Targeting the angiogenesis process has been shown to have an effect in arresting tumour growth, with several growth factors being potential targets
Targeting the angiogenesis process has been shown to have an effect in arresting tumour growth, with several growth factors being potential targets. One such drug is in development at Abbott. Linifanib is a dual inhibitor of vascular endothelial growth factor and platelet-derived growth factor receptor tyrosine kinases, and is being investigated in several different cancers.1
Results of several clinical trials were presented at this year’s American Society of Clinical Oncology meeting. In one open label trial, 44 patients with unresectable or metastatic hepatocellular carcinoma were given 0.25mg/kg of the drug either once a day or every other day.2
The most common drug-related adverse events were fatigue and diarrhoea, and about a third of patients required dose reductions because of the adverse events. After two years, four of the patients remained on the study, 27 discontinued because of disease progression, and a further eight because of adverse events. They concluded that it is clinically active in this cancer with an acceptable safety profile, and a Phase III study versus sorafenib is underway.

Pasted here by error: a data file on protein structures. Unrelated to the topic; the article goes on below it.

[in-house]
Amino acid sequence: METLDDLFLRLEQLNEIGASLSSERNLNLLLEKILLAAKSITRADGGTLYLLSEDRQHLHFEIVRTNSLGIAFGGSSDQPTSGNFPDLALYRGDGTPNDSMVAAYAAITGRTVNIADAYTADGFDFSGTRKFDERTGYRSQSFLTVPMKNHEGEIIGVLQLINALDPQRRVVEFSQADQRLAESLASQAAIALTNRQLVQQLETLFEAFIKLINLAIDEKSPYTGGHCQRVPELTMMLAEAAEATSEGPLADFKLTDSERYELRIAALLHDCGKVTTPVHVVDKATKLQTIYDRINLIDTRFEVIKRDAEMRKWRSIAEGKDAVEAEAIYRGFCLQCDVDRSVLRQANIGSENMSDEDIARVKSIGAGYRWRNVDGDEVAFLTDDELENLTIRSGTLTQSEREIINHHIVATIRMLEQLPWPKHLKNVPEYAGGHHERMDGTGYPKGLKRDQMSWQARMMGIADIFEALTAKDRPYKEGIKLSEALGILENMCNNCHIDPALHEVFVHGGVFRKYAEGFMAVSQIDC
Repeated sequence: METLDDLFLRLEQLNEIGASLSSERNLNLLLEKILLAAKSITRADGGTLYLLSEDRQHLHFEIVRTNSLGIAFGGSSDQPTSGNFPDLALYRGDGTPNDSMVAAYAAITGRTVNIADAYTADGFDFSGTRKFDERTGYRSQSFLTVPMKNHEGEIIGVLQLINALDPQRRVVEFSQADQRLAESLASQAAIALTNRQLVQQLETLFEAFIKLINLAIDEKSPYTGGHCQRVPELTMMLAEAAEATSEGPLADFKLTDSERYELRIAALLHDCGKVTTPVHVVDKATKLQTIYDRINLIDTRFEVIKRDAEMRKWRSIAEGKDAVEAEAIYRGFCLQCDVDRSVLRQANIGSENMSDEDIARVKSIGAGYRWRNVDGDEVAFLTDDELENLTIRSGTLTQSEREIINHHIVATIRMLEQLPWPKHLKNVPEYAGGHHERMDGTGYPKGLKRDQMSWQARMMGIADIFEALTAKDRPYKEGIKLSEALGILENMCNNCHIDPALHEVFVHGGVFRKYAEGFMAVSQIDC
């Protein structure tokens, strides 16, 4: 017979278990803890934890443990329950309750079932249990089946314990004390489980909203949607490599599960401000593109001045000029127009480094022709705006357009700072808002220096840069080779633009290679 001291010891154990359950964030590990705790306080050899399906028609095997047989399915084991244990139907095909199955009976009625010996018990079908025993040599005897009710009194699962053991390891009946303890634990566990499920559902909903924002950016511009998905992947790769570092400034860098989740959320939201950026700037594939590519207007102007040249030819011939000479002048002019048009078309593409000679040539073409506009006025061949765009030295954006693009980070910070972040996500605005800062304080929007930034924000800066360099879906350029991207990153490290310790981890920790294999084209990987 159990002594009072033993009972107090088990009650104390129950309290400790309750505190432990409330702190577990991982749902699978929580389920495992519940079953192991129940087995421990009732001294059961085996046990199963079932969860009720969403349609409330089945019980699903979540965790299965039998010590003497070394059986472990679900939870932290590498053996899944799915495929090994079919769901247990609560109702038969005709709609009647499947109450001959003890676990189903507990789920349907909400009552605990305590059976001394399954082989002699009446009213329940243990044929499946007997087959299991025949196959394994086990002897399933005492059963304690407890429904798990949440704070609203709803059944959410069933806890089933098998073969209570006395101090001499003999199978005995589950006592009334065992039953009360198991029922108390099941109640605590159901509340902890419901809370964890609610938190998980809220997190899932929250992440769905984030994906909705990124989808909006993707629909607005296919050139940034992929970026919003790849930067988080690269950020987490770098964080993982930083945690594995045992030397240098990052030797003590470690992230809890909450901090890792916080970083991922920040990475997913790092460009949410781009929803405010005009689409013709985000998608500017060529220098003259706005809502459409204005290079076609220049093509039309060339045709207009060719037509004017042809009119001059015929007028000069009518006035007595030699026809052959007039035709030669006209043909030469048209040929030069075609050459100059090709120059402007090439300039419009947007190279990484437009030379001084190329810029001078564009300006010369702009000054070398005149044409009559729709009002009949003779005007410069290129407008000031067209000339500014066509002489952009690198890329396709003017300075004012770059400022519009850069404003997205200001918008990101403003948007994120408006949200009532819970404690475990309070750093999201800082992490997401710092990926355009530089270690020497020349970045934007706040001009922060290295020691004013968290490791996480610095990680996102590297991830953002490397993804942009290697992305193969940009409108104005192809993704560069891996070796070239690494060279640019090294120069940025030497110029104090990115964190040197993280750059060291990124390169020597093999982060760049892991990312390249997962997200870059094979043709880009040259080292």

It is also being investigated in renal cell carcinoma. In an open label trial, 53 patients who had failed sunitinib therapy were given once-daily doses of 0.25mg/kg. The most common adverse events were diarrhoea, fatigue, hyper-tension and nausea; 46 patients had adverse event-related dose interruptions, and 36 dose reductions.3 After two years, 37 had discontinued because of disease progression, eight for adverse events, and two for other reasons. Future trials as monotherapy will use a fixed starting dose of 17.5mg/day.
In another open label trial, 139 patients with advanced or metastatic non-small cell lung cancer who had failed prior systemic therapy were randomised to receive either 0.10 or 0.25mg/kg daily until disease progression or intolerable toxicity.4 Common adverse events included hyper-tension, fatigue and proteinurea, which were lower in those given the 0.10mg/kg dose. About a quarter of patients needed dose reductions because of adverse events, mostly in the higher dose group. After 27 months, seven patients remained on the study; 107 had disease progression, 17 because of other adverse events and eight for other reasons. They concluded that it was active in non-small cell lung cancer patients. Trials continue.
1. A.W. Kruger et al. Org. Proc. Res. Dev. 2009, 13, 1419
2. H. Toh et al. J Clin Oncol 2010, 28 (15, suppl.) Abst. 4038
3. N.M. Tannir et al. J Clin Oncol 2010, 28 (15, suppl.) Abst. 4527
4. R.A. Soo et al. J Clin Oncol 2010, 28 (15, suppl.) Abst. 7590